Good luck Keep Upright Bill
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  #26  
Old 11 May 2012
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Quote:
Originally Posted by Ride Far View Post
Painter's tape. Painter's tape. Painter's tape ... Or, couple layers of painter's tape ... Painter's tape ...
Heh - I hear you! Would that be what is called 'masking tape' in the UK? Papery-type stuff, easily torn, used to mask off areas not painted?

If so, sounds like a plan. I have tons of the stuff.
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  #27  
Old 11 May 2012
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Cleaning baked-on residue of duct tape:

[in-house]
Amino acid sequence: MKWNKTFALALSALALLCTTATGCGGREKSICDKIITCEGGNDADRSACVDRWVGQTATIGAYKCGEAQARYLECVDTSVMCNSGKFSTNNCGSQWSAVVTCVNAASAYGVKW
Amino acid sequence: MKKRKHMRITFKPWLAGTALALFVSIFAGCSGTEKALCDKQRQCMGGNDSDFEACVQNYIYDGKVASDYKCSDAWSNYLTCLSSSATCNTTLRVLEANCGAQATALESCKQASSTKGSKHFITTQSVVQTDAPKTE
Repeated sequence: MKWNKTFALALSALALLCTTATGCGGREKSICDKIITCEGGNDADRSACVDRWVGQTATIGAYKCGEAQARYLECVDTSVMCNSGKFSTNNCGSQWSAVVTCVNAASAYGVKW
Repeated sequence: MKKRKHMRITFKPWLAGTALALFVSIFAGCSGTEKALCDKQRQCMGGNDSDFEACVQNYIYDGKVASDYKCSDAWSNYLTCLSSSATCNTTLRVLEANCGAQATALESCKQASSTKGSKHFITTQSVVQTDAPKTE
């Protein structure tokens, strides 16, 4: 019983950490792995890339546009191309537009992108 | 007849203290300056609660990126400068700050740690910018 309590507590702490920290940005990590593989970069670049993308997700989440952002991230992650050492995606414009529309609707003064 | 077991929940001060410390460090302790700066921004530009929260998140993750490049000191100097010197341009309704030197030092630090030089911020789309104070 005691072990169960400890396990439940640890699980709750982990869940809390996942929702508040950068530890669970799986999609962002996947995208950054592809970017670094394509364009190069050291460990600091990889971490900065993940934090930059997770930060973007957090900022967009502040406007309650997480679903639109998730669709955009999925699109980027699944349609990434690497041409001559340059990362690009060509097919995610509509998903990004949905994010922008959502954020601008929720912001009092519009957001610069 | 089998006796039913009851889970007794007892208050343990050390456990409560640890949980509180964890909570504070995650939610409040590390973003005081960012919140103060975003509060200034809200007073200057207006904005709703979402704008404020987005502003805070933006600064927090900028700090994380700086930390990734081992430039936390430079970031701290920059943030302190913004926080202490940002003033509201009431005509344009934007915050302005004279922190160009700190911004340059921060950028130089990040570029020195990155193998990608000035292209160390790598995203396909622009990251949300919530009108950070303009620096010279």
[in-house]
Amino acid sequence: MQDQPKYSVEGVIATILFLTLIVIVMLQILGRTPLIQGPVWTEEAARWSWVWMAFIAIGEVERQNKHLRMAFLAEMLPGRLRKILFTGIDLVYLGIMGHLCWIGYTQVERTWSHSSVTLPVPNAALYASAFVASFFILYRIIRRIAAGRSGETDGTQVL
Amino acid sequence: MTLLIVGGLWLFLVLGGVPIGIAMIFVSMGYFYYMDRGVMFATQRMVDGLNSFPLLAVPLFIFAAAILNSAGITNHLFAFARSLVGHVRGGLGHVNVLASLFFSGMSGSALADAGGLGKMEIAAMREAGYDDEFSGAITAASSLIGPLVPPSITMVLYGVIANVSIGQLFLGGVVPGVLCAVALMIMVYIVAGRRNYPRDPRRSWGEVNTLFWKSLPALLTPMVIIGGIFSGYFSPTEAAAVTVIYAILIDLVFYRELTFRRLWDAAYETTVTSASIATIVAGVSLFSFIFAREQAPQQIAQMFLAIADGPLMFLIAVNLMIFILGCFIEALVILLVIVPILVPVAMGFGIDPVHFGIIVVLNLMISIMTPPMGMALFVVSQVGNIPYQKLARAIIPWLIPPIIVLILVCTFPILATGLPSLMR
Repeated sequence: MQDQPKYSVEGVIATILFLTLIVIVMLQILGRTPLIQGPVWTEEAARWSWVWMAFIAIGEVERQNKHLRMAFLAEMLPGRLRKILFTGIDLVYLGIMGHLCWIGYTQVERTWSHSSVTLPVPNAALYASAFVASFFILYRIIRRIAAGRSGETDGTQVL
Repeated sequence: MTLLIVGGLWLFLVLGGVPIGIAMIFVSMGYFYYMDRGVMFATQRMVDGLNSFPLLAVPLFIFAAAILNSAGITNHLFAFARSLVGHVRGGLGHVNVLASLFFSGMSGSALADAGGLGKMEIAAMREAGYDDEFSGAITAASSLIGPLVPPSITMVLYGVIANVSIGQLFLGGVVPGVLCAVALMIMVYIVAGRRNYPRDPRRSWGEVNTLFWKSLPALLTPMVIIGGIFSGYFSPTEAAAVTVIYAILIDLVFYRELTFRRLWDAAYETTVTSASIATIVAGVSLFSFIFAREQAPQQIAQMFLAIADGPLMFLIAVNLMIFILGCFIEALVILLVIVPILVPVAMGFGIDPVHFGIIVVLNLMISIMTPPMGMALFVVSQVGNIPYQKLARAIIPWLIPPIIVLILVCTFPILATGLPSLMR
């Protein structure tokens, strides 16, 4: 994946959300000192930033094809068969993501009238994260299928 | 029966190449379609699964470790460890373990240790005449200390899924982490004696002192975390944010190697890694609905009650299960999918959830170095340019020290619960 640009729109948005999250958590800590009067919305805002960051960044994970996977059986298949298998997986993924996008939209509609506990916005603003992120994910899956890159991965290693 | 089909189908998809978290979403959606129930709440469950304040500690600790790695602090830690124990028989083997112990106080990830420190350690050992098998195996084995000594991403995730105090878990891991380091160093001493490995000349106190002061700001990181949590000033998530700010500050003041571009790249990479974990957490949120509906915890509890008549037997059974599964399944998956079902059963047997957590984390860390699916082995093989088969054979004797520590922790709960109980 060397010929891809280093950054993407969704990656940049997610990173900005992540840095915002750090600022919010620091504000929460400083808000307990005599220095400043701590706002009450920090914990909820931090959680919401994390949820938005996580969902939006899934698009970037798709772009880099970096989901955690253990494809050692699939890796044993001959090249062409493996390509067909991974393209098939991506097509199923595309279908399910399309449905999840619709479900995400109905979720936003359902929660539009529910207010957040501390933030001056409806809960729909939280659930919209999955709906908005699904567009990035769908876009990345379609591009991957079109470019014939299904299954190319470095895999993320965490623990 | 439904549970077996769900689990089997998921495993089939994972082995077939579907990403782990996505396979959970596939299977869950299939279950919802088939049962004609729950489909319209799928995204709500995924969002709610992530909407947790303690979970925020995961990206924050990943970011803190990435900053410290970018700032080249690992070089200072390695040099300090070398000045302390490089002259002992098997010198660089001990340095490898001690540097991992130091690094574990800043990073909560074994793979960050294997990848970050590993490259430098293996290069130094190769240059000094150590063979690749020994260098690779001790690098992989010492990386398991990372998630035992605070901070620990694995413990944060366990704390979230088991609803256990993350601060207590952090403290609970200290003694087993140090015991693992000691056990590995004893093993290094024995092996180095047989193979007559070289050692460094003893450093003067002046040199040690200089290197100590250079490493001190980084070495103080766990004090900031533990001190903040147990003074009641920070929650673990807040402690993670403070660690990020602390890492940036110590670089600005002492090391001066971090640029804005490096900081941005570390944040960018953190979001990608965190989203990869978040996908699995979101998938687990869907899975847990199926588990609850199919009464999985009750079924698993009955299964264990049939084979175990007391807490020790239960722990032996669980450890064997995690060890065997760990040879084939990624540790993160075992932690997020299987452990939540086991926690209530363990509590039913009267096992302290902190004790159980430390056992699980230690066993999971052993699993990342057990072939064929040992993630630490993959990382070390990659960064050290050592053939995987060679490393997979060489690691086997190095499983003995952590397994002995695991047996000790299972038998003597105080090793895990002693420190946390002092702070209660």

Quote:
Originally Posted by THEHAPPYWANDERER View Post
Hi there one of the best solvents that I have found for removing the left over adhesive from paintwork and plastics is (wait for it) Ronsons lighter fuel... also another great under-rated cleaning fluid is WD40.
I tried WD-40 on it. No luck. Never thought of lighter fluid, mainly cos I didn't have any, but it sounds good.
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  #28  
Old 11 May 2012
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Soft luggage will rub no matter what you try mate, things have a way of conspiring against you...it's a side effect of that type of luggage. I used soft luggage on a pristine bike I've had since new, and was (at the time) horrified to learn when enquiring about a trade-in, that after 5300klm's of touring with care to this very issue, the luggage and occy-straps had done over $1k of damage to the duck-tail and passenger grab rail. Bear in mind that's on a sportsbike.